As production costs continue to fall, the EU may soon be able to increase its output of green hydrogen. The claims were made by European Commission President Ursula von der Leyen, citing a rise in gas prices, meaning that so-called “grey hydrogen” (hydrogen produced using fossil fuels) has become more expensive.
Von der Leyen said green hydrogen, which is obtained by passing renewably-produced electricity through water to split the element from oxygen, could cost less than 1.8 euros ($2.04) per kilogram by 2030 — down from 6 euros ($6.80) per kilo in 2020 and less than last year’s average of 2 euros ($2.27) for grey hydrogen.
As European nations increase capacity, green hydrogen production costs have been steadily falling as they’re likely to surpass current production targets by 2030. A report by Reuters, EU climate policy chief Frans Timmermans said he expected the EU and its neighbors to exceed the target of installing electrolyzers capable of 40 GWs.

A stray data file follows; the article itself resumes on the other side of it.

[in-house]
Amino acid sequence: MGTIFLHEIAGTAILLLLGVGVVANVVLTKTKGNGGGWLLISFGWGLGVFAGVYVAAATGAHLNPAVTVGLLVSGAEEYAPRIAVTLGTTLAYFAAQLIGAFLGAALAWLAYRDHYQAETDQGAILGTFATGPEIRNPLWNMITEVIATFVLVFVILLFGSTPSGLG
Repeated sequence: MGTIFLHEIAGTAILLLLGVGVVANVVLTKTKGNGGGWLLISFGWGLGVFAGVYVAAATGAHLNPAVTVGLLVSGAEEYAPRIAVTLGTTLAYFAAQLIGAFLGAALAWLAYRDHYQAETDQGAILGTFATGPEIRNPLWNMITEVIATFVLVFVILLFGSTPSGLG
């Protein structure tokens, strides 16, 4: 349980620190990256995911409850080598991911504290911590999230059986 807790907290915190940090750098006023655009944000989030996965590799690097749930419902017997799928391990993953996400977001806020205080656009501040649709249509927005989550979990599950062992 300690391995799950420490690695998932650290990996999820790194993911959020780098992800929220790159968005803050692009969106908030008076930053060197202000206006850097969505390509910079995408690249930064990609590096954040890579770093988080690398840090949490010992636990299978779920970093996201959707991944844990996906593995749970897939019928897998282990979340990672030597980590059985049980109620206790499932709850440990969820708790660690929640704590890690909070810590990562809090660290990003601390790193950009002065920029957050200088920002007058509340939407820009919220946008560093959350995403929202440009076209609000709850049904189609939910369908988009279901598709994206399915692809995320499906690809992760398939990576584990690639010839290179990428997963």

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With the future economics looking favorable towards green hydrogen, it could be a way to cut greenhouse emissions from heavy industry while countries look to cut carbon emissions under the EU’s trading system.
It’s also positive news for manufacturers who have continued to develop hydrogen tech for automotive applications. Japanese manufacturers, including Toyota, Subaru, Kawasaki, and Yamaha recently announced a strategy to collaboratively explore hydrogen use in internal combustion engines, which includes Toyota’s CEO driving a hydrogen-powered race car.
Meanwhile, Hyundai announced earlier this year that it plans to open two new hydrogen fuel cell plants in South Korea. The automaker wants to accelerate the growth of its hydrogen business as it looks to grow into new markets, such as construction machinery and logistics equipment.
And the EU isn’t alone in its ambitions to drive down the price of sustainable hydrogen. BP, the British energy supplier plans to open a large-scale facility for green and blue hydrogen in the UK. It follows similar moves from Petroleum Development Oman in the middle east, as well as South Korea’s Kogas Tech.
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